NTSB Identification: NYC06FA155.
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Accident occurred Sunday, June 25, 2006 in Tafton, PA
Probable Cause Approval Date: 08/30/2007
Aircraft: Piper PA-34-220T, registration: N8371X
Injuries: 3 Fatal.
NTSB investigators either traveled in support of this investigation or conducted a significant amount of investigative work without any travel, and used data obtained from various sources to prepare this aircraft accident report.
About an hour before takeoff, the pilot obtained an updated weather briefing, which included a discussion about thunderstorm activity along the route of the flight. About 2 hours 30 minutes after takeoff, the pilot was deviating around thunderstorm activity when the airplane disappeared from radar. A witness near the accident heard the engine "revving up and down," a "muffled pop," and then silence, before seeing debris falling from the sky, well above the tree line. Examination of the airplane revealed that it experienced an in-flight breakup; however, no evidence of a mechanical malfunction was identified. Weather radar images indicated the airplane entered a developing area of moderate to heavy intensity echoes consistent with a convective cell or thunderstorm. The pilot advised air traffic control he was receiving weather information through a portable GPS receiver, with a weather subscription service. There were no published Convective SIGMETs (significant meteorological information), SIGMETs, or Center Weather Advisories for thunderstorms, current at the time of the accident for the area encompassing the accident site. The pilot received his airplane multiengine rating, on May 13, 2006, as of as of June 18, 2006, the pilot had accumulated about 1,720 hours of total flight experience, which included 32.6 hours in multiengine airplanes; of which 26.8 hours were accumulated in the accident airplane. In addition, the pilot had logged about 140 and 68 hours of actual and simulated instrument flight experience; respectively. Except for 0.4 hours of simulated instrument flight experience logged during his multiengine rating check ride; the pilot had not logged any additional instrument flight experience in multiengine airplanes.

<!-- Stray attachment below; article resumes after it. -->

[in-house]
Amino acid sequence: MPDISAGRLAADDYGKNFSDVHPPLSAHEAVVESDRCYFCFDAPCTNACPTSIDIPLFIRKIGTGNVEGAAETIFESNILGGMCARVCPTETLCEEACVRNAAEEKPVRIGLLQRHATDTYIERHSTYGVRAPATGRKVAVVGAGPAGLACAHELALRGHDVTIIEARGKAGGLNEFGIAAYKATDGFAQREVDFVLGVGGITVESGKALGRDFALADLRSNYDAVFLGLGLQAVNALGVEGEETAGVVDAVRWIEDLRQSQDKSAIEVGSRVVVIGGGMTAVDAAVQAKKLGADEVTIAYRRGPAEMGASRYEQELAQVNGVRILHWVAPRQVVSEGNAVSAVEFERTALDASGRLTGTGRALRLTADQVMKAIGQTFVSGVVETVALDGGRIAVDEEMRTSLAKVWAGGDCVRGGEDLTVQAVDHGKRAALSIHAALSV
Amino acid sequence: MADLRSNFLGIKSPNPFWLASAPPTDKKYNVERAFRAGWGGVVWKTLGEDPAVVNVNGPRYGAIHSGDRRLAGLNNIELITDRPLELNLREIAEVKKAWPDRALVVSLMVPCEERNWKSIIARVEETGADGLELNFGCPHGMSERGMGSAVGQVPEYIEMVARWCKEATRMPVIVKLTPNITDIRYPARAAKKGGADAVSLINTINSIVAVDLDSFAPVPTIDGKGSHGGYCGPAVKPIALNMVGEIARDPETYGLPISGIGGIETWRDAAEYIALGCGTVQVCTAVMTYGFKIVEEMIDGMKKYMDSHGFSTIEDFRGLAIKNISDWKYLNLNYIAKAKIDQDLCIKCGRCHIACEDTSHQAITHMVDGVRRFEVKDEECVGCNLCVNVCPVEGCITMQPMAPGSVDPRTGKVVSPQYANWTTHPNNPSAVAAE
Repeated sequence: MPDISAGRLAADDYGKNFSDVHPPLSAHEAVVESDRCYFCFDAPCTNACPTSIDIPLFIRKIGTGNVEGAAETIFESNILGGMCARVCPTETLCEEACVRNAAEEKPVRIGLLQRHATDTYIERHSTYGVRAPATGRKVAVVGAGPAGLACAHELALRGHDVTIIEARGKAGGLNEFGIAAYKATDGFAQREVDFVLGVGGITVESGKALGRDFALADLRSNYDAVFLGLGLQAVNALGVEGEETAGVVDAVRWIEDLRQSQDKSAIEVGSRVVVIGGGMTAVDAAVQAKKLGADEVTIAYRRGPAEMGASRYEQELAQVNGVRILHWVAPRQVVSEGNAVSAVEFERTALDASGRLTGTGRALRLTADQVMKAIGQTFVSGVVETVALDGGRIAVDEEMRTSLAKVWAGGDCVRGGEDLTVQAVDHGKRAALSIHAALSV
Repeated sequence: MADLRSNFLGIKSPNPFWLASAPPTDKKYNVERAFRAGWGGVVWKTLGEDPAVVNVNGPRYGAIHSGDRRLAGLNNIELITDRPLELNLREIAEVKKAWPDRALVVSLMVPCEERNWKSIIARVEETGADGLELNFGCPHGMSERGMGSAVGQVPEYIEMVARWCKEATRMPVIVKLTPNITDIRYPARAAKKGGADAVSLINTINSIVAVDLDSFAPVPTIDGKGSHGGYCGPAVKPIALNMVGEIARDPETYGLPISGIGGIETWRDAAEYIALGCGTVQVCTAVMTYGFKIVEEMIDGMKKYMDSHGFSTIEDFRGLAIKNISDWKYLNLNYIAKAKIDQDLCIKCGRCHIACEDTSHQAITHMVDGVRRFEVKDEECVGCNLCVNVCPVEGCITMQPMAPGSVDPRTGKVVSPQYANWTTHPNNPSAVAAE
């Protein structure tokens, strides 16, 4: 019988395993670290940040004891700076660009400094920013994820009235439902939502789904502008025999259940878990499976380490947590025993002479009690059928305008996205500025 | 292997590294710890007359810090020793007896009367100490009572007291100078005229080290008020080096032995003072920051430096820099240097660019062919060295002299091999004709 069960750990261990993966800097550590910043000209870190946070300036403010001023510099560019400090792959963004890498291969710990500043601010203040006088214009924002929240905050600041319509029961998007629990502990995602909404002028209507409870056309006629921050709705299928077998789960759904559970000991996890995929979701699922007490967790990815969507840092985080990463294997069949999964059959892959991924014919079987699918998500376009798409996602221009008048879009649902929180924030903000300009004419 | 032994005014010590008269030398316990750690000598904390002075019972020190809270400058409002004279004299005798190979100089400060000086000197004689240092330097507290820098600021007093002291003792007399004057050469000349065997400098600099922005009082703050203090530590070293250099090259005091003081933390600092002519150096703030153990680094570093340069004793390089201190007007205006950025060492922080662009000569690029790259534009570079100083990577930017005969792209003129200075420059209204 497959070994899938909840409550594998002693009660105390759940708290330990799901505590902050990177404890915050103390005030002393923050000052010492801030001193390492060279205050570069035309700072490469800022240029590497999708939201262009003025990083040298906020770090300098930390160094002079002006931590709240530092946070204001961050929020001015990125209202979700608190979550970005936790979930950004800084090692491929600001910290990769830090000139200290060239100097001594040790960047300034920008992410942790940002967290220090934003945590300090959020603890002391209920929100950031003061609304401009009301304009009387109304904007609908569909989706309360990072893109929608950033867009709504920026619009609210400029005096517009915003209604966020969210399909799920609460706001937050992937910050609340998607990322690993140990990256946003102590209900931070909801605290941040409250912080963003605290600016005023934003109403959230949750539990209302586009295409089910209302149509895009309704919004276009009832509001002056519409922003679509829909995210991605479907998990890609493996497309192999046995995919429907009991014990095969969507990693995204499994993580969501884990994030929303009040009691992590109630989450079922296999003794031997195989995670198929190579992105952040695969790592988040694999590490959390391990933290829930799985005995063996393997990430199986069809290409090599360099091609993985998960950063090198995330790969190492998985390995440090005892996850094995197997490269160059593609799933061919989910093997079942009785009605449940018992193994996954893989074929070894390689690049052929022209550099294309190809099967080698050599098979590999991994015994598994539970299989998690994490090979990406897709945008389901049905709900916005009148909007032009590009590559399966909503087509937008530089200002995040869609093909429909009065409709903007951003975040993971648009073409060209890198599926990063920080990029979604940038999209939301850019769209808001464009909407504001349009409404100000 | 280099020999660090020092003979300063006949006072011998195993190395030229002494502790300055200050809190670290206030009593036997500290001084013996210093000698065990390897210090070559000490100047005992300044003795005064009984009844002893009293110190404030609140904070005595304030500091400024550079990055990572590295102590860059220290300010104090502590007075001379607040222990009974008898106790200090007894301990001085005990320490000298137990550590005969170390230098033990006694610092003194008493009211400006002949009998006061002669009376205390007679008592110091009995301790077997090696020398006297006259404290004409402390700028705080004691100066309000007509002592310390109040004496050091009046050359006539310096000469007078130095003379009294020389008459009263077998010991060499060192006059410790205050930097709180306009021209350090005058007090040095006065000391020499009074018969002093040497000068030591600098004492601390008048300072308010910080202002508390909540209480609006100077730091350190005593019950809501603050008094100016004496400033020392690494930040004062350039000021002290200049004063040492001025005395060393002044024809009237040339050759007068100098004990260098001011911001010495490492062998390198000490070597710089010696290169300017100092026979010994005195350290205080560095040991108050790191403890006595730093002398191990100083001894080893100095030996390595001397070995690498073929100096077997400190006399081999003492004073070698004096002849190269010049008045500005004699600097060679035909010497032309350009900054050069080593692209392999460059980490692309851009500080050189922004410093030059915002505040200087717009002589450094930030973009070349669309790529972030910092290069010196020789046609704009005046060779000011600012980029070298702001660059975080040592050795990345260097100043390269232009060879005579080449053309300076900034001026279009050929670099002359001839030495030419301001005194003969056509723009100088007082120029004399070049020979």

The National Transportation Safety Board determines the probable cause(s) of this accident to be: The pilot's inadvertent encounter with a thunderstorm, which resulted in a loss of aircraft control, and a subsequent in-flight breakup. Full narrative available
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